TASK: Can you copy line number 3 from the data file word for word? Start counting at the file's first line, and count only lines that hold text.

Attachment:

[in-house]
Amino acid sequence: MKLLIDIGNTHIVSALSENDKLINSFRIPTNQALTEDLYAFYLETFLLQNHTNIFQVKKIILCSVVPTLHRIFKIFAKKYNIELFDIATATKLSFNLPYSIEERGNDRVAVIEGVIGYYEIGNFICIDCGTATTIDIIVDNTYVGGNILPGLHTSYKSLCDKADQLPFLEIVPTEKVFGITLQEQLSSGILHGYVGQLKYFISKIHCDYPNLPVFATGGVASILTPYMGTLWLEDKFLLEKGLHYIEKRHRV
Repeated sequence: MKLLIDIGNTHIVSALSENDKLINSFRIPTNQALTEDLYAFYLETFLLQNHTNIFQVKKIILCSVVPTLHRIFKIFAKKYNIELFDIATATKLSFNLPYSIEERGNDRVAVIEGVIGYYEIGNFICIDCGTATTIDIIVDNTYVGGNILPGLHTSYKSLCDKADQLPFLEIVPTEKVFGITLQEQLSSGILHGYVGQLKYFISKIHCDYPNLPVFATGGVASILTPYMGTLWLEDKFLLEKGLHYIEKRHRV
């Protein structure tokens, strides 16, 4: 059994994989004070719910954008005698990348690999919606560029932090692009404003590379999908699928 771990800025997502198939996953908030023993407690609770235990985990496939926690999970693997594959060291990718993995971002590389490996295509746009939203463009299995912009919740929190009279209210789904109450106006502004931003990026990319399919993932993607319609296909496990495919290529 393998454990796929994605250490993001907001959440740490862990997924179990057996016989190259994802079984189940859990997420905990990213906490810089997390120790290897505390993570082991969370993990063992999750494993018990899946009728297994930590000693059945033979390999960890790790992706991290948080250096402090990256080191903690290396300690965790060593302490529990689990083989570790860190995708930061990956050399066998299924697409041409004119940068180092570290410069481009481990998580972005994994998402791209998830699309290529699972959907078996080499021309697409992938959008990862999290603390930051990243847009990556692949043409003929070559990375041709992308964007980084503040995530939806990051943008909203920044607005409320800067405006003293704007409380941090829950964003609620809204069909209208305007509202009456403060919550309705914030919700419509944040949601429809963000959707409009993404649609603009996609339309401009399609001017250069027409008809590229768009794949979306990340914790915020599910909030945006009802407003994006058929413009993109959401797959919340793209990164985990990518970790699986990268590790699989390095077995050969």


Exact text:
Repeated sequence: MKLLIDIGNTHIVSALSENDKLINSFRIPTNQALTEDLYAFYLETFLLQNHTNIFQVKKIILCSVVPTLHRIFKIFAKKYNIELFDIATATKLSFNLPYSIEERGNDRVAVIEGVIGYYEIGNFICIDCGTATTIDIIVDNTYVGGNILPGLHTSYKSLCDKADQLPFLEIVPTEKVFGITLQEQLSSGILHGYVGQLKYFISKIHCDYPNLPVFATGGVASILTPYMGTLWLEDKFLLEKGLHYIEKRHRV